Conservatory of Flowers

Admire the incredible array of blooms on display, from insect-eating plants to elaborately shaped orchids, at this well-preserved Victorian-era conservatory.

The Conservatory of Flowers is a delight for botany enthusiasts. Venture inside this restored late 19th-century greenhouse and inspect the exotic plant species that grow within. Look for everything from orchids and cycads to extremely rare species, such as the corpse flower, which blooms just once every 5 to 10 years.

The parts for the conservatory were ordered in the mid-19th century by wealthy philanthropist and businessman James Lick and were erected in 1879, making the Conservatory of Flowers one of the oldest wooden conservatories in the U.S. Admire the wood and glass structure, which has been restored several times since its construction, including a recent project that saw it reopen in 2003.

Wander around the Victorian greenhouse to encounter various unusual and rarely seen plant species. As well as large and eye-catching colorful blooms, the greenhouse contains some more unusual species. Try to spot the carnivorous heliamphora, more commonly known as sun pitchers. These plants, which grow in the wild in Venezuela, Guyana and Brazil, trap insects inside a rolled leaf. Other notable species include Robert Cantley’s pitcher plant, which is found in the wild only on the Philippine island of Mindanao, and the Lycaste orchid, identifiable by its delicate, yellow petals.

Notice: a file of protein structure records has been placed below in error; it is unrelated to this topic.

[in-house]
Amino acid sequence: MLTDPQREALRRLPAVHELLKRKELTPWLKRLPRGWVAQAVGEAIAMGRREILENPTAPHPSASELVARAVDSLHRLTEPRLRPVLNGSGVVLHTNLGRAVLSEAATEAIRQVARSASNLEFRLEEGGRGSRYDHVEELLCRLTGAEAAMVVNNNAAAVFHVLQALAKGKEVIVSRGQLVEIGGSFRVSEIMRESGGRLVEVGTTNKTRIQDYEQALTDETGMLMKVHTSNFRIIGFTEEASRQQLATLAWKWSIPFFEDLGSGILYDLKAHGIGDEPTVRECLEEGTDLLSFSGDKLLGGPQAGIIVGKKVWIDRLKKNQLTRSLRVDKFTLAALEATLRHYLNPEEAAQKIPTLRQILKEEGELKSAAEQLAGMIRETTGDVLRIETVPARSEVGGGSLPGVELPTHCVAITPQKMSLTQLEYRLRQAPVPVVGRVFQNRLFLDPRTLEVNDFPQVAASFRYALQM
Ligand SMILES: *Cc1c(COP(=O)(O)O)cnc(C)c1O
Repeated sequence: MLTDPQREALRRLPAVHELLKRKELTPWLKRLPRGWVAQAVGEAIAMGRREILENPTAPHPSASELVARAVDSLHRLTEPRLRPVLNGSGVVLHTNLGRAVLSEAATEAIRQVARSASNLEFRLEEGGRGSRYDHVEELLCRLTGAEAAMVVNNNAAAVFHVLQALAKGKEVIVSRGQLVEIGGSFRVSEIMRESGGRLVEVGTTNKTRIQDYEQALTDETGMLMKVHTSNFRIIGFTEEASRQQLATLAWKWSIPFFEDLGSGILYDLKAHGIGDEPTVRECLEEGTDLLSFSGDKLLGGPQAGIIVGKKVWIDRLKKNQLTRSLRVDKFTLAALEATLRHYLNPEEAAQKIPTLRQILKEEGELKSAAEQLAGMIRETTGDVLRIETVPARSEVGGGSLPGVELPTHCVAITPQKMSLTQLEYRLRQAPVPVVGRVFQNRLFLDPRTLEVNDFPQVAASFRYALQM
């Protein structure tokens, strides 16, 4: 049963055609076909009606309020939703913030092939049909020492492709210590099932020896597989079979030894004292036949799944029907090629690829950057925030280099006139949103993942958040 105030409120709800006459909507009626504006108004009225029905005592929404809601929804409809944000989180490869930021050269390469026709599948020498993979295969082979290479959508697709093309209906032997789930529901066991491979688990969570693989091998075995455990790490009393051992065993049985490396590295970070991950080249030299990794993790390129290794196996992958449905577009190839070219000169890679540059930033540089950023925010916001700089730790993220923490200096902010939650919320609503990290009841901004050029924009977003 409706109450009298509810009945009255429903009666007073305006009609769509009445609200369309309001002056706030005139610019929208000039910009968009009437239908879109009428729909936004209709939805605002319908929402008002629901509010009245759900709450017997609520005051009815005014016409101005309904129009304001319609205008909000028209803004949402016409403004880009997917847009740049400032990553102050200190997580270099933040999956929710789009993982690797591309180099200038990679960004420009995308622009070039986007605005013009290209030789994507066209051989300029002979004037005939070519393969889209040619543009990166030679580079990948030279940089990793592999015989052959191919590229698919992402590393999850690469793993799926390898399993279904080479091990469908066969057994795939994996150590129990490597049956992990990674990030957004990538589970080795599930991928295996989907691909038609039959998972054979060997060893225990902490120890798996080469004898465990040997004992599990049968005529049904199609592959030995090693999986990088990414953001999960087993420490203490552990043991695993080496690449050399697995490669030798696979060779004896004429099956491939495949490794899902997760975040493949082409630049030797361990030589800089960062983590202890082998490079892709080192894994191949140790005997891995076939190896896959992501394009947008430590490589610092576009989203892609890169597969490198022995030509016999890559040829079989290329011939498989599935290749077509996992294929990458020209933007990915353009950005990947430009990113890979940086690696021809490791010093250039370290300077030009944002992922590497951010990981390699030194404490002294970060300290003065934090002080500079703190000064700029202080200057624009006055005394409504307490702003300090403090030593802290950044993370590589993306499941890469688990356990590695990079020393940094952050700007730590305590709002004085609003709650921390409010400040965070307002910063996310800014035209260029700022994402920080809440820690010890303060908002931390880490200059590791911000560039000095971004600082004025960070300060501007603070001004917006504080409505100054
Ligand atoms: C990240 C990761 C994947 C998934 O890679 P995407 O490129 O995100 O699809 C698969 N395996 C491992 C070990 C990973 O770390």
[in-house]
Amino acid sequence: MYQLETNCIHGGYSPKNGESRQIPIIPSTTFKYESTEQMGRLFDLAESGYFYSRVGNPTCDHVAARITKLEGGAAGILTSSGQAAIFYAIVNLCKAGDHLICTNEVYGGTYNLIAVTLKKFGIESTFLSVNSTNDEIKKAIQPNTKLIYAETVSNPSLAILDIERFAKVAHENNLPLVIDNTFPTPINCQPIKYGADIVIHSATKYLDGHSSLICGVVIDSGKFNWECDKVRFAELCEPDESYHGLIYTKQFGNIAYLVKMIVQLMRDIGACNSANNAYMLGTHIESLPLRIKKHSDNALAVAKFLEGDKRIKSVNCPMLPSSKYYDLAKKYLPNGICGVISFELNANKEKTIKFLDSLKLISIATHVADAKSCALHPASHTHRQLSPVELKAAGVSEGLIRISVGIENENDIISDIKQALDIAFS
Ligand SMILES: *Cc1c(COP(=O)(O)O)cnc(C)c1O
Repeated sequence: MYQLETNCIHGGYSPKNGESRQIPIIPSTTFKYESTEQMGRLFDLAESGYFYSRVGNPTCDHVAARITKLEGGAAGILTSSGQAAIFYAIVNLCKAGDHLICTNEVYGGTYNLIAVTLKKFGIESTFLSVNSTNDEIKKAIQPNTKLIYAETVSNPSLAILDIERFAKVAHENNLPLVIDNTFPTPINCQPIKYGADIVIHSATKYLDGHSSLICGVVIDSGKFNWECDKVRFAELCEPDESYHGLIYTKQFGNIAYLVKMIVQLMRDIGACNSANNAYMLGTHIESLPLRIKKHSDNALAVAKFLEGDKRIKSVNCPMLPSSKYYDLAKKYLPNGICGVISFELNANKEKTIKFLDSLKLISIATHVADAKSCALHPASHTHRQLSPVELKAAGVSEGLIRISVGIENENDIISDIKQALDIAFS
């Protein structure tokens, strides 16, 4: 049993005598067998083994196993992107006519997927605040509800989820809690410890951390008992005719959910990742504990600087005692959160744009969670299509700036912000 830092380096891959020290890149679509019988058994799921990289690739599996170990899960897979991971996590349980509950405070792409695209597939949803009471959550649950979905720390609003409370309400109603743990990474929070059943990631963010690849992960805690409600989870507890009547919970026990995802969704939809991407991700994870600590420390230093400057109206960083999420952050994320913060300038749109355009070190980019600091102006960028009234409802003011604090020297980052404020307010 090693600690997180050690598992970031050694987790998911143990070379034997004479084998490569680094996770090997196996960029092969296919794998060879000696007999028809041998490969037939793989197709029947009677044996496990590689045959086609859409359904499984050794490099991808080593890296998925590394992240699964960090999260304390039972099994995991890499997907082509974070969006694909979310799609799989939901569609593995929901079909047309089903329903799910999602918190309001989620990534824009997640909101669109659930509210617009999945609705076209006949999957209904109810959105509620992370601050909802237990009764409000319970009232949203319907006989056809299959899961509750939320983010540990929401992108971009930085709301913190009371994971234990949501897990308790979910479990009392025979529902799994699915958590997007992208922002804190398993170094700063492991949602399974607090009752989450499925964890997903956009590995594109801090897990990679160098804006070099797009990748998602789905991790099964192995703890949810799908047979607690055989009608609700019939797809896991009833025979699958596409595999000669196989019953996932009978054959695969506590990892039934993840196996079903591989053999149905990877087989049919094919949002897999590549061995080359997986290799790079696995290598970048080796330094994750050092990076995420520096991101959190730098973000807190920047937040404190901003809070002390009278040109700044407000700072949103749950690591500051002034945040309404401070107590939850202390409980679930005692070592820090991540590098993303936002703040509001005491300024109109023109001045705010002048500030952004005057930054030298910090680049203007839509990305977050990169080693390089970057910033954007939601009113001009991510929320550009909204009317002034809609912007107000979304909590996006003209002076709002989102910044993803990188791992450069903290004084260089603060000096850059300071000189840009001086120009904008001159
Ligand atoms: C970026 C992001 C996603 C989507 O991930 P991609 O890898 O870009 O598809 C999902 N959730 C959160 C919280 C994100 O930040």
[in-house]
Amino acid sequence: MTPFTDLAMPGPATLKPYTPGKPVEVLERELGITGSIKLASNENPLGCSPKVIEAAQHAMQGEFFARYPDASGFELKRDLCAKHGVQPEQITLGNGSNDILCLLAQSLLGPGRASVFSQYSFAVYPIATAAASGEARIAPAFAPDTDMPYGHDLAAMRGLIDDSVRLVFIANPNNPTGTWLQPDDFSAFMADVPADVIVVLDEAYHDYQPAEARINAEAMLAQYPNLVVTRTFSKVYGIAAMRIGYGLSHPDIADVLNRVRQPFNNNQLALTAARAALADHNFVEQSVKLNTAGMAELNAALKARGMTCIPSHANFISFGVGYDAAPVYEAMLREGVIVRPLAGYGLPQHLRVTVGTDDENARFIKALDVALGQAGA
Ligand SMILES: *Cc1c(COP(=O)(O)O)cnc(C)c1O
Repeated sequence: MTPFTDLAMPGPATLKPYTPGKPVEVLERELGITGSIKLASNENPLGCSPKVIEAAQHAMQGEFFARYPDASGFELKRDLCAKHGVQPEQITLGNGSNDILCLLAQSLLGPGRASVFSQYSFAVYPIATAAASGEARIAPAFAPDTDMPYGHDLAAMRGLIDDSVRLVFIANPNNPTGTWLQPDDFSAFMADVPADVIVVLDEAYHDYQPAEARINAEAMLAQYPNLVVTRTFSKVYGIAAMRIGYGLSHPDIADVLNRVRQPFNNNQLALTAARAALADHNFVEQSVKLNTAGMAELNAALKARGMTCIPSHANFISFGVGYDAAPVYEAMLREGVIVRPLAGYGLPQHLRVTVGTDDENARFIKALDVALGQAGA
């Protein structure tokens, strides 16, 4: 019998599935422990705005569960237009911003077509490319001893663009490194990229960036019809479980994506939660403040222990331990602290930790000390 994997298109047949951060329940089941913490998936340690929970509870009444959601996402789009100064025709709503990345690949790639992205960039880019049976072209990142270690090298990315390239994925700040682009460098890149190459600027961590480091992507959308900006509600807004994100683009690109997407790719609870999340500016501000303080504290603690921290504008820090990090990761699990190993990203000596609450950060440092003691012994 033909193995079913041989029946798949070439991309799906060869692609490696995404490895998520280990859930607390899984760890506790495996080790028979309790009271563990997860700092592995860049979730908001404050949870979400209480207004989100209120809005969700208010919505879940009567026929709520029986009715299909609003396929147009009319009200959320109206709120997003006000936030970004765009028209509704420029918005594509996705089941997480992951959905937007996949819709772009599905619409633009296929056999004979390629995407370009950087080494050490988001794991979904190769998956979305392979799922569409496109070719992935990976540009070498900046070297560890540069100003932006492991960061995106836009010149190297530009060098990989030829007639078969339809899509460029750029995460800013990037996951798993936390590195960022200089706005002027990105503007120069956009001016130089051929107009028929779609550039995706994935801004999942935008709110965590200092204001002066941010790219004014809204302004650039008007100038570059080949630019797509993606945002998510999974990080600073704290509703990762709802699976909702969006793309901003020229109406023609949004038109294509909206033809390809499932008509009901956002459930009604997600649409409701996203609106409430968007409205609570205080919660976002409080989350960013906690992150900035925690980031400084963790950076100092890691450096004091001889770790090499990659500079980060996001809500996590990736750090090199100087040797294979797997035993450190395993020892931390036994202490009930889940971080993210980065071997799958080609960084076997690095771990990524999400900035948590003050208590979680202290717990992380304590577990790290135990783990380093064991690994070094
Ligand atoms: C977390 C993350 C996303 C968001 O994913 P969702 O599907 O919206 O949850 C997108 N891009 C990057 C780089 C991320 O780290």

Look for the gigantic corpse flower, also known as Terra the Titan. The plant emits an unpleasant stench during its rare and fleeting flowering period, which lasts for just a few days and typically happens only once every decade. The conservatory’s flower last blossomed in June 2017 with a 6-foot (2-meter) bloom.

Find the Conservatory of Flowers at the northeastern corner of Golden Gate Park. Buses stop near the conservatory. Free parking for bikes and cars is available on site, though car spaces are limited. The conservatory is open from Tuesdays through Sundays, and on major holiday Mondays such as Memorial Day, Labor Day and Independence Day. Admission fees apply. Arrive on the first Tuesday of the month for free entry.